Stellar customer service is a vital part of a business. Satisfied customers are often repeat customers – who also refer friends and family to you to use your services or purchase your products.
Many companies put in a lot of work to ensure their employees are providing top-notch customer service. But, there are many aspects that come to contributeing to the experience customers have when interacting with your company – and one of them is how convenient it is to communicate with you via your telephone service.
Your telephone service and communication is likely a critical part of your business. Let’s take a look at 4 ways your telephone service could have either an impact on the customer service experience being provided by your company:
1. How are calls handled when you don’t answer?
When a customer calls your business line and no one answers – what happens? Does voicemail pick up or does the call forward to another phone? How long does it ring before a call is answered?
Like it or not, not every phone call will get answered and that’s not a bad thing! Many callers would just as soon leave you a message with the details of what they need and get on with their day leaving it up to you to respond. When your phone is not answered, there are two must-have features:
- A professionally recorded greeting. You can do this yourself with a good quality mic and a quiet place. Or you can have one made for you by professional talent.
- The greeting or IVR menu must give the callers the most common options and direct them quickly and clearly. No more than 3 or 4 options in a menu.
2. Out of date voicemail greeting
Don’t let your voicemail greeting be generic! Nothing makes a positive impression like a personal greeting. Whether a call reaches an individual employee’s line or the front desk, each voicemail should be personal and genuine.
It should also not be too specific unless you have a dedicated system for updating the voicemail message. It's ok to change your greeting to indicate when the office is closed for a holiday, but you should have a system in place to update the greeting immediately when you return so you do not have an out-of-date greeting.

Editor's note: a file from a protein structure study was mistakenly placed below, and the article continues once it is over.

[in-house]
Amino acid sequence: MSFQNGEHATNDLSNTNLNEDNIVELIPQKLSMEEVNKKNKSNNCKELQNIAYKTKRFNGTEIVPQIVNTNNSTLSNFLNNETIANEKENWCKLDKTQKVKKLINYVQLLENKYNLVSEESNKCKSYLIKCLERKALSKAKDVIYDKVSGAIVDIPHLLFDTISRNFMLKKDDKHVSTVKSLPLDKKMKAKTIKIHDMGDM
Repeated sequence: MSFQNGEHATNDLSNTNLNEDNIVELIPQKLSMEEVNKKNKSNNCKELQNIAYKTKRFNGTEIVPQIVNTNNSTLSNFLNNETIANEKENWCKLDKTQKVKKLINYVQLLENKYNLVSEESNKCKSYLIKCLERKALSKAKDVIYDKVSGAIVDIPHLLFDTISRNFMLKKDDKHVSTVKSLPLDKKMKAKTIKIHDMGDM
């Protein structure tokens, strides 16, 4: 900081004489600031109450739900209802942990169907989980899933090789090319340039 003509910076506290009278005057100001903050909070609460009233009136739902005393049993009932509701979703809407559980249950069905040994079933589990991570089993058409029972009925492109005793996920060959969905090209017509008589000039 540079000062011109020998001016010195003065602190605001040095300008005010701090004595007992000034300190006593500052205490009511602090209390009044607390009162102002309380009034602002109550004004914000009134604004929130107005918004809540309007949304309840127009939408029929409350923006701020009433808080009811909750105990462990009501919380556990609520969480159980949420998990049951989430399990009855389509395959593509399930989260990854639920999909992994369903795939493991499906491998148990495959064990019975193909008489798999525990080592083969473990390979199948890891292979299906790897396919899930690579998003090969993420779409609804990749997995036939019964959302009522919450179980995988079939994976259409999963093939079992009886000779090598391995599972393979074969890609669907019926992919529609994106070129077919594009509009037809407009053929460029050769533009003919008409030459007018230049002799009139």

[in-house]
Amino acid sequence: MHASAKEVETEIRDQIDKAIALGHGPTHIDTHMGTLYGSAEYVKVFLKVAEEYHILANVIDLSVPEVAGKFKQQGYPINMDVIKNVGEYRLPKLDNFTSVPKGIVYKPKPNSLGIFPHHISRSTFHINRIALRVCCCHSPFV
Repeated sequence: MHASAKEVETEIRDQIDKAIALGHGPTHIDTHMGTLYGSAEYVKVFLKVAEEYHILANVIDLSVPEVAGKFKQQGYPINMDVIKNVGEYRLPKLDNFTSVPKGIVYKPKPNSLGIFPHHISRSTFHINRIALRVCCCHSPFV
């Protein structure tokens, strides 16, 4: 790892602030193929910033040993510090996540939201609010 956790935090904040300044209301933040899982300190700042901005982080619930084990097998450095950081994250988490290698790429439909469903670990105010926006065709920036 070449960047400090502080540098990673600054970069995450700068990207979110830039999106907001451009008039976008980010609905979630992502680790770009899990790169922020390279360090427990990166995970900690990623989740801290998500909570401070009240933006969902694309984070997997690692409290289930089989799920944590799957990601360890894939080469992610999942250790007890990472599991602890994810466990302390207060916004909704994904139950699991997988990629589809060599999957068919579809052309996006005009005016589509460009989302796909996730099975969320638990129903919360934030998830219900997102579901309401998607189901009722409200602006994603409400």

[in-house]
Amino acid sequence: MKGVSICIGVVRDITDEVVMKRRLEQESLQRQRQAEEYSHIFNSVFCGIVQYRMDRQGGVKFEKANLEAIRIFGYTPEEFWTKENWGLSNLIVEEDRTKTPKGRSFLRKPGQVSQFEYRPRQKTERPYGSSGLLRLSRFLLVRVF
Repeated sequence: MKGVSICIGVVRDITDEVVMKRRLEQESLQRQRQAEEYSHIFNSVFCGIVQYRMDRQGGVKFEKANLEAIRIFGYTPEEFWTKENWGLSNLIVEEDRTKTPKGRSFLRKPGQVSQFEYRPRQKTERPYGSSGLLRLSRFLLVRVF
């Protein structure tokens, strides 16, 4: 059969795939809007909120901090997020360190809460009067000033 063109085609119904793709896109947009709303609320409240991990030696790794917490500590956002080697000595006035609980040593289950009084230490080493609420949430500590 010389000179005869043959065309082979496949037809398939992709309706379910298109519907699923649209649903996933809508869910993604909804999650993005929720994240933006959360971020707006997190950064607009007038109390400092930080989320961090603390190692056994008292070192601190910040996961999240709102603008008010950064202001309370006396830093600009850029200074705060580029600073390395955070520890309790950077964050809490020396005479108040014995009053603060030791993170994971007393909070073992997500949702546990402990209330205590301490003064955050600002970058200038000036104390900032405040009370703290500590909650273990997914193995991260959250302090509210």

Or you can use the schedule feature of Diamond Voice to do it for you automatically.
3. Full mailbox
Ah yes, the dreaded “This mailbox is full and can’t take another message”! Nothing frustrates a caller and says that you don’t follow up with your callers more than a full mailbox!
But there are simple solutions. Maybe you don’t actually like listening to messages, or maybe by the time you get around to it, the moment has passed. Here are two things you can do:
- First, make sure that your voice mailbox sends you an email or text message when a new message is left. That puts the message in the palm of your hand instantly, right there on your cell phone.
- Second, check that your mailbox doesn’t have any capacity limitations. In the early days of voicemail when storage was expensive, voice mailboxes had limits. That is no longer necessary. Your box should be unlimited.
Finally, if you just don’t want people leaving you messages, tell them! Change your greeting to tell them a better way to get in touch: text, email, cell number, smoke signals, whatever… Just don’t make them expect to be able to leave a message and then have to deal with a full mailbox message! Then, turn off messaging taking ability on your voice mailbox.
4. Bad connection
Static or low volume or drop out or delay will frustrate you and your callers and is no way to run a business! But how do you locate the problem? It could be anything from the cables on your phone to your internal network switch, your ISP’s router, internet connection, the upstream data connections or your phone service provider.
- If it is only happening on one phone, try reconnecting the cables, checking for loose connections.
- If it happens on all your phones, restart your ISP router and network switch.
- If that doesn’t clear it up, contact your telephone service provider. They can determine if the problem is in your internet or with them or someplace else.